The Last Page

The Last Page

I am an immigrant to Dissent-land from the shores of the New Left. Although I’ve had my naturalization papers since 1986, my nontraditional background got me this Last Page assignment. For the magazine’s forty-fifth anniversary, the editors asked me to describe how Dissent looked when I first stepped off the boat. And how does it look now to someone of my extraction?

My extraction: After generic antiwar and student protests, I spent the 1970s looking, mostly in Italy, for the Third Way—an alternative to both Leninism and social democracy that would be revolutionary, democratic, and socialist. Then I discovered the New American Movement (NAM), whose members were reading Gramsci and digging in for a long war of position. NAMers wouldn’t touch social democracy. Equally attractive, the organization embraced feminism and enforced a 50-percent-women rule for leadership and all committees. What more could anyone ask?

Dissent wasn’t even a blip on the radar screen until after NAM and Michael Harrington’s Democratic Socialist Organizing Committee merged to form the Democratic Socialists of America (DSA), in 1982. I, like most NAMers, saw Dissent politically as the extension of DSA’s “right-wing social democratic” faction. Irving Howe—DSA vice chair and Dissent editor—was the concept made flesh.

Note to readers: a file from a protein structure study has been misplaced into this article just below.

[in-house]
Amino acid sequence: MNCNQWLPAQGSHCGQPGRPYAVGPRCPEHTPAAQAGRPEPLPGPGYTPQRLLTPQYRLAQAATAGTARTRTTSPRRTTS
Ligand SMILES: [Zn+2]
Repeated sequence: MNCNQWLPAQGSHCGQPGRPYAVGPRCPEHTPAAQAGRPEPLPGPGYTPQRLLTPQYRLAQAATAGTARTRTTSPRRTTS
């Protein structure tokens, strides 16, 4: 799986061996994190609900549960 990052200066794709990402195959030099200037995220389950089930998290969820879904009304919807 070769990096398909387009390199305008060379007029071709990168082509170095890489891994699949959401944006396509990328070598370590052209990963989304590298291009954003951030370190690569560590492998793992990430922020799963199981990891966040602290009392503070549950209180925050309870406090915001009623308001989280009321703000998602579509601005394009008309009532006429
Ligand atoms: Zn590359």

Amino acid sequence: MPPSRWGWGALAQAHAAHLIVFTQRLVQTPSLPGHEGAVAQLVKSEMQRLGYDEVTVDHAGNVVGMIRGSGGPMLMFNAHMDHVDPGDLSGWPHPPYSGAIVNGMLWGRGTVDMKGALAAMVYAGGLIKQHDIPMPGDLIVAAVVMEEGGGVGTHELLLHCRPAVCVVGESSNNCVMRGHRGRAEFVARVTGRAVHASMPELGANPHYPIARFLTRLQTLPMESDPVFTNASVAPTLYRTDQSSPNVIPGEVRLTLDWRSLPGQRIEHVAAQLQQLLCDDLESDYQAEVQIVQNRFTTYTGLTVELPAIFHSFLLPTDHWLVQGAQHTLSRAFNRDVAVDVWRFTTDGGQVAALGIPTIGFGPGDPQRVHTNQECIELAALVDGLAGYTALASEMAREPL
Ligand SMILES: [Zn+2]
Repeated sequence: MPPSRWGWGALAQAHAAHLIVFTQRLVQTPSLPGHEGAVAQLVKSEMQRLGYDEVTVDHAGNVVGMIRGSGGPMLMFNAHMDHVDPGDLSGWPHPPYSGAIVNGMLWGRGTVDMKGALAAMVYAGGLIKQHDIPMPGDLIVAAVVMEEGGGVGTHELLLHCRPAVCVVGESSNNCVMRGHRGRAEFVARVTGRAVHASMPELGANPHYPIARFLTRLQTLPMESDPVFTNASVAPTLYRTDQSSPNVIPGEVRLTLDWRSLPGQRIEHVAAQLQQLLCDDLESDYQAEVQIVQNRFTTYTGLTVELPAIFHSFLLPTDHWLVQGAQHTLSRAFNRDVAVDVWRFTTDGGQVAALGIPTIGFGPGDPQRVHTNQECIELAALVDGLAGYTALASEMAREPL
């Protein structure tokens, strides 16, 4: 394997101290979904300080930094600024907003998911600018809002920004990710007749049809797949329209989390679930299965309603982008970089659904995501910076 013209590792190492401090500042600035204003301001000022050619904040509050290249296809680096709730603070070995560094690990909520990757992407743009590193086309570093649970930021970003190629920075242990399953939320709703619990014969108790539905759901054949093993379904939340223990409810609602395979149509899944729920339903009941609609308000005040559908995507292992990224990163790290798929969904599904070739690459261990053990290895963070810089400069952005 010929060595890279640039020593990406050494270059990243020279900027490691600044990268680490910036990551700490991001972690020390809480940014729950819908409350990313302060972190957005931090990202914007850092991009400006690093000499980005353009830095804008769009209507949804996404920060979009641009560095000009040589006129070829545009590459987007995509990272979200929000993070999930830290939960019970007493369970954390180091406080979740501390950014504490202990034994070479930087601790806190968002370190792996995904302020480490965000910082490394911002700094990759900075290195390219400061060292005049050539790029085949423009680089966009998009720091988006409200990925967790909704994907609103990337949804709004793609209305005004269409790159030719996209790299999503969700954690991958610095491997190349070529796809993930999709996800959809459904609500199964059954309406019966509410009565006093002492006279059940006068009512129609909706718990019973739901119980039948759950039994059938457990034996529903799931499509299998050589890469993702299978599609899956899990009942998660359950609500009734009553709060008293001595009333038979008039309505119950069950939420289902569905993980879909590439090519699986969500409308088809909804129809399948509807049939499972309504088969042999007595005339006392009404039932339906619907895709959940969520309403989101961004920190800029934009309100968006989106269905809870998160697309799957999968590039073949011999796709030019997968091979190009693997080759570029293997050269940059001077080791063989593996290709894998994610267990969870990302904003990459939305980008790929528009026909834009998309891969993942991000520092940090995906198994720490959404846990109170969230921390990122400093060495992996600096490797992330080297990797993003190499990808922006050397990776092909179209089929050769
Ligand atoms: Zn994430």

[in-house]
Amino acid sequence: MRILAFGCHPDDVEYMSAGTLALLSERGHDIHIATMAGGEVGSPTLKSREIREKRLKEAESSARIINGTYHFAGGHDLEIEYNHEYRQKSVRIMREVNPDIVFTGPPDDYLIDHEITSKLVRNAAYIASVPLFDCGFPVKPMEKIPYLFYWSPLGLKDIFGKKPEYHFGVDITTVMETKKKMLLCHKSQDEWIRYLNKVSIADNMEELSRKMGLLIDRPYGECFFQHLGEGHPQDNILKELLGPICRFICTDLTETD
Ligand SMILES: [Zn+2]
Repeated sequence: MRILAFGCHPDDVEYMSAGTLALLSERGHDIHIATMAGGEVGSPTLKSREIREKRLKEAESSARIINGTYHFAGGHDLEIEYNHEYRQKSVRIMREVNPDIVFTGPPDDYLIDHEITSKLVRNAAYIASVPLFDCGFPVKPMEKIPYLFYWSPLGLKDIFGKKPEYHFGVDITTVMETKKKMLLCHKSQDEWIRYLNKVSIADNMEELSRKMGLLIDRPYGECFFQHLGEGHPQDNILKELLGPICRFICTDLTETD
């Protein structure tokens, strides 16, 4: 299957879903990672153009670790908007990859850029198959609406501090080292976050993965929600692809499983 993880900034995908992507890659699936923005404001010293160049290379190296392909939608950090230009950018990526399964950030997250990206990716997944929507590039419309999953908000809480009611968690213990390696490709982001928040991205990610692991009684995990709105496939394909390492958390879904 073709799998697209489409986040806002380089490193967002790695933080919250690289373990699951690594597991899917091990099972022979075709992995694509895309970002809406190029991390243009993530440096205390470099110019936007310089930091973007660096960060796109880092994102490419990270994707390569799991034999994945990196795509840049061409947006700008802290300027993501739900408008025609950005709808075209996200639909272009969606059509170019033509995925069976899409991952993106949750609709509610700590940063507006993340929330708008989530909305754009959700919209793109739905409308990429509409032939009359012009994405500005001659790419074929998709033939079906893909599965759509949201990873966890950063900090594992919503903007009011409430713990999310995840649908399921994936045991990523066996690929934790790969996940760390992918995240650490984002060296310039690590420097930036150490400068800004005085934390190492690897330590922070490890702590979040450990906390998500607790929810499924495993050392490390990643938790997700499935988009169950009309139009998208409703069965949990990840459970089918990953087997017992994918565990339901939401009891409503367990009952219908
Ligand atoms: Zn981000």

NAMers suspected Dissent of the same failings as Harrington’s group: too wedded to the Democratic Party, too soft on U.S. imperialism, too obsessed with old battles against Stalinism, inadequately sensitive to the sufferings of Palestinians, indifferent to environmental issues, out to lunch on feminism, and “bad on Vietnam.” This didn’t inspire many of us to read Dissent. Yet one NAMer—an older ex-Communist—went through stacks of the magazine during the merger negotiations. I remember his reaction: “Their thing is democracy.” But wasn’t democracy our thing, too?

In 1983, I heard that some Dissenters wanted to run an article (presumably semipositive) on the Italian Communist Party, but anticommunist Howe still balked. This made no sense in my political language. I had been writing critically about the Italian Communists for years. Sure, I condemned their unwillingness to make a definitive break with the Soviet Union, but their muddled social democratic politics masquerading as the Third Way bothered me more.

By 1984, I had become deeply pessimistic about the democratic socialist project, given capital’s power to strike—so pessimistic that I found an unexpected political soul mate on the DSA speaking circuit—Irving Howe. Passion for the socialist ideal, determination to explore every difficulty openly, curiosity about the actual institutions despite the near hopelessness of the project—Howe’s politics looked very fine to me. The step from this appreciation to visiting a Dissent editorial board meeting in 1985 requ...